Katie Goodman’s mom won’t stop heckling
Katie Goodman is an award-winning musical comic, actress, director, writer, author, and speaker. She has been seen on Showtime’s The Green Room, on Current TV as a pundit, and on TruTV in one of the most watched Impractical Jokers ever. (And yes, she was in on the joke!) She is signed with Comedy Dynamics, North America’s largest independent record label, and her album “Halfway Closer To Dead” is available on Itunes. Her comedy music videos can be seen, having amassed over 2,000,000 hits on Youtube and several more million on Facebook. Katie is also a featured blogger for The Huffington Post, has contributed to O, The Oprah Magazine and is the author of Improvisation For The Spirit and the funny children’s book, The Night Our Parents Went Out. She is a nationally touring keynote speaker on the topic of using the tools of improv comedy in everyday life.
As the creator and headliner of “Broad Comedy,” an internationally touring satirical musical show that she and her husband Soren Kisiel write and direct, she has raised over $2,000,000 for Planned Parenthood and The ACLU. Her solo show, The Mid-Life Crisis Tour, has played Off-Broadway in New York City where she received a Time Out New York Critic’s Pick for Best Cabaret. Katie and Soren were nominated for The EPIC Award from The White House Project and were also nominated for the MacArthur Foundation Genius Grant for their extensive work in theatre.
Favorite response to a heckler or troll?
Mom. Come on. We’ve talked about you not coming to my shows anymore.
Can you describe your worst gig?
A Trump supporter was heckling me forever and finally, this awesome young woman in all black and combat boots sitting behind him kicked him in the back of the head. My Shero! Actually, that might have ended up being my best gig ever.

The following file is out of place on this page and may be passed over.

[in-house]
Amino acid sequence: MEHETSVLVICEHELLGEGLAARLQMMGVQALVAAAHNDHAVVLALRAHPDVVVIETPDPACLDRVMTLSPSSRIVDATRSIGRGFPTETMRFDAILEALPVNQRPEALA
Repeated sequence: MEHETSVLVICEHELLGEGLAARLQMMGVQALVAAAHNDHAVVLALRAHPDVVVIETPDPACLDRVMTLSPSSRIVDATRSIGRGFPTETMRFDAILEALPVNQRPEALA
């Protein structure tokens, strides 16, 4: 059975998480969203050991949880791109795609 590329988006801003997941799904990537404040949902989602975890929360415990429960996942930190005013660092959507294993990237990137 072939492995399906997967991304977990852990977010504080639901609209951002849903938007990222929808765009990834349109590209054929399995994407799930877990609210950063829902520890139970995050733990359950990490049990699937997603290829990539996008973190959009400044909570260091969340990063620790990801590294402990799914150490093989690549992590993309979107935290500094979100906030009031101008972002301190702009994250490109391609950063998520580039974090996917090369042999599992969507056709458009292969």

Did you have an un-sexy starter job?
Actually, it was very sexy: The Philadelphia Family Planning organization. 🙂 And yes alllll my women’s health-related, body-positive material started there.
What were you like as a teen?
When you weren’t the cutest girl in your pack, funny did come in handy… But I didn’t really work at it til my late twenties when I started doing comedy.
On your deathbed, what transcendent advice would you croak at a young comedian?
Stay away from TikTok. It’s fattening you up to eat you. But also: don’t read comments. The good ones make you narcissistic and the bad ones … make you narcissistic.
When you were coming up in comedy, what helped you stick with it?
My co-actors in Broad Comedy. And my co-writer/hubby Soren Kisiel. I like co-things. I’m really a theatre kid at heart.
How has being funny helped you in your offstage life, either recently or when you were younger?
Helped?? Um let’s talk about how it gets me into trouble…. Kidding. Well not kidding but it def helps diffuse difficult situations. And keeps me from becoming a monk and dropping out of life. Keeps my perspective on what’s important or not.
What is your go-to show or movie to watch when you have had a bad day?
If I say Ted Lasso will you still want to interview me? I’m sorry but it’s Ted Lasso no matter how obvious and unoriginal that is. Me + Ted = Not homicidal when I read the paper. He’s like the clear nail polish you put down to protect your nails before the red polish.
What specific things can a young comedian do to shape their voice?
Ask why you’re doing this? Do NOT be afraid to state your opinions politically. Just say them. But ya know, in a funny way. And I’m your voice: Be honest. Be honest. Be honest.
Was there one person who inspired you to go into comedy? If so: Who, why, how?
I met Tom Lehrer when I was a little girl at a dinner with my Mom. That clinched it. I listened to his record endlessly.
Do you have a writing routine? If so, what is it?
Yes. It goes something like: “DUDE YOU HAVE A FUCKING NEW SHOW IN 3 WEEKS SO SIT YOUR ASS DOWN AND WRITE YOU PIECE OF SHIT!!!” (In other words, give yourself the deadline of a show.)
What single word always cracks you up?
A sentence perhaps. After a tour we always jokingly turn to each other and say, “Well that was easy!”